Let me start by saying I am not a licensed or certified trainer. I am just a guy who has spent the better of the last 24 years in a gym, training with weights, and who has developed a way of training that works for me. This will only be a general explaination of my theory of training. I think the biggest problem people face in the gym is over training. This is a strange concept for people to grasp. More people are of the more is better philosophy. Over training is a result of people not knowing how to train. Unfortunately most workout advice comes from muscle magazines, and famous body builders. This is a problem because, with very few exceptions, all of these people are on steroids. Steroids enable your body to recover quicker from training, thus enable you to train harder and more frequent. If you train this way and aren't on steroids, your body will fatigue from over training, and you won't get your best results. Sometimes less is more.

Contrary to popular belief, I am not on steroids, nor have I ever been. The angle I did with Candito, and Dreamer, when I claimed to be the best built professional athlete, this side of a negative drug test was a shoot, as least as far as the negative drug test part. If you plan on using steroids my way of training won't be for you, for everyone else let me say avoiding steroids is a wise decision, steroids only provide very short term results, and they come with a very high price, not the least of which being inevitable injuries.

I believe best results are achieved when you train your body once to twice a week, and you must provide it with lots of rest, so it can grow. I divided my body into three training days; chest & biceps, shoulders & legs, back & triceps.

I try to get to the gym about 3 maybe 4 times a week (I wish it were more but unfortunately that isn't the case). So I train my body 1 to maybe 1 1/2 times per week. After training those muscle groups, which takes about 1 hour, I alternate abs and cardio. 1 day abs the next cardio. If I'm really pressed for time or feeling lazy I skip the abs and cardio. This isn't really a good idea but hey, no ones perfect, least of all me. This with wrestling 4 days a week is about all my body can handle.

The key to my training; is very strict form, I don't worry about lifting heavy weights, I worry about lifting them properly, and always use a full range of motion, with a slower stricter form. You need to avoid the urge of using too heavy of weight. Many people take long rest periods between sets so they can lift heavier. This is a waste of time, in my opinion. The muscle doesn't know the difference between 50 and 10 lbs, it only knows how hard it is working. If you train the muscle to failure, that's training heavy. What is too heavy and too light? I'm a firm believer in reps between 6 - 12. Choose a weight, then with strict form do as many reps as you can. If you can do more than 12, it's too light, go heavier with your next set. Your first set should be 10 - 12 reps. If you can't get 10 reps, it's too heavy to start. As long as you can get a strict 8 - 10 go a bit heavier next set. If you can only get 6 on your last 2 sets, that's cool, stay with that weight. If you can't get 6 reps, lower the weight. That's pretty much it, pretty basic really. This should give you a general idea as to the way I train. Please if you decide to try my training method, be sure to stretch and warm up the muscles before training. Always consult with a licensed trainer or doctor if you have any pain or discomfort while training. Muscle pain during training can be good, but any joint pain should be looked at seriously. The theory of "no pain, no gain" is often misunderstood.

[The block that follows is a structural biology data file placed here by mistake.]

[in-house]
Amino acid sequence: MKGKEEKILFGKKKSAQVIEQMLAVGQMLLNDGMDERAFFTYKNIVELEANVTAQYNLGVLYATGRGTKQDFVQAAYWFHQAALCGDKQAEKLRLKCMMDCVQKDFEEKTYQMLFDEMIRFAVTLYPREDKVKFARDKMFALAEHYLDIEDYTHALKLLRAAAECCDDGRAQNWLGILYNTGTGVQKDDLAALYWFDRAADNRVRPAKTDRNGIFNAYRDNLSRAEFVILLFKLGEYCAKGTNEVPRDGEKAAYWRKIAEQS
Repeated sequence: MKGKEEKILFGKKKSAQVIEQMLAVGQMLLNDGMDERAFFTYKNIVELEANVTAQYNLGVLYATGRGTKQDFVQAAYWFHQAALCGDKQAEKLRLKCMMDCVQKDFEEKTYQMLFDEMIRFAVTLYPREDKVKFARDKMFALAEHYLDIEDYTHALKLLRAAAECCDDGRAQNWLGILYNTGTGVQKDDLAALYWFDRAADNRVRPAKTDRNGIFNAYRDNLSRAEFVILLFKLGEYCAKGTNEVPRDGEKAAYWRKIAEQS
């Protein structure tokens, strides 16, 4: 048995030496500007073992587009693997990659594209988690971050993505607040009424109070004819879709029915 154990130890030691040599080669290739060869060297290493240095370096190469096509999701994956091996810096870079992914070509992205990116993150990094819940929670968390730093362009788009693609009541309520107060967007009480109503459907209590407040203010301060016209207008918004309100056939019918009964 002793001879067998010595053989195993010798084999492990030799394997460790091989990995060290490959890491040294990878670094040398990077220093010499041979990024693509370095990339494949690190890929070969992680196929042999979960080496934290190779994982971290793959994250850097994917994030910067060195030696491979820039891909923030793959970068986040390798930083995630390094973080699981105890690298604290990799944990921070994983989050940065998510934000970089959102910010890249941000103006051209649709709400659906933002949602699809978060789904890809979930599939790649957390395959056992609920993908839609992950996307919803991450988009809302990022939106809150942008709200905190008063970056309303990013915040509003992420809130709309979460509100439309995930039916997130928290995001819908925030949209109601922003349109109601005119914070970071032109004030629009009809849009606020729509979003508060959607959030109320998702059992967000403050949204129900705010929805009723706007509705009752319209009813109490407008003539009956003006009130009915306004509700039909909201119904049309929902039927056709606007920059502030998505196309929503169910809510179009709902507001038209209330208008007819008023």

I always train the biggest muscle first. Large muscles, such as Chest and Back, I do four exercises with 4 sets of each. Smaller muscles like Biceps and Triceps only 3 exercises with again 4 sets of each. Legs I train different from most people, I train legs with high reps and ligher weights. This isn't favourable for most people, but when I train legs heavy I lose my vertical leap, not to mention the fact that with 4 bulging discs in my lower back heavy squatting is not advised. My speed and mobility is too important too me, so I train light legs and only do 3 or 4 exercises for them. Shoulders are important and something very easy to injure in the gym. Overhead presses of some kind are a must for big shoulders, but they are very hard on you as well. My keys to taking care of the shoulders are; stretching, rotator cuff strengthening, and doing presses late in the workout. Most people do presses first, so they are fresh and can lift heavier. I disagree. I do lateral raises for the three deltoid heads first. This strengthens and tightens the muscles first, and helps stabilize the shoulder joint for the presses. You won't be able to press as heavy, but remember this doesn't matter. The muscle will still be working hard.

Supplements
I don't use any supplements anymore but i did use a couple of supplements when I was working fulltime, Creatine Monohydrate, and Vanadyl pH. I still use protein shakes and bars, but I consider them a diet supplement not a training supplement. For people who are just starting to train, I don't recommend supplements. I think it is important to get as much out of your body, on its own, before trying anything. I was training about 12 - 15 years before taking my first supplement. This is of course excessive but if you get everything out of your body that you can first, you will then be better able to judge what the supplements are actually doing for you. It is also along this same vain, why I suggest only taking 1 supplement at a time. If you take more than one, who is to say which is working for you, all bodies react differently.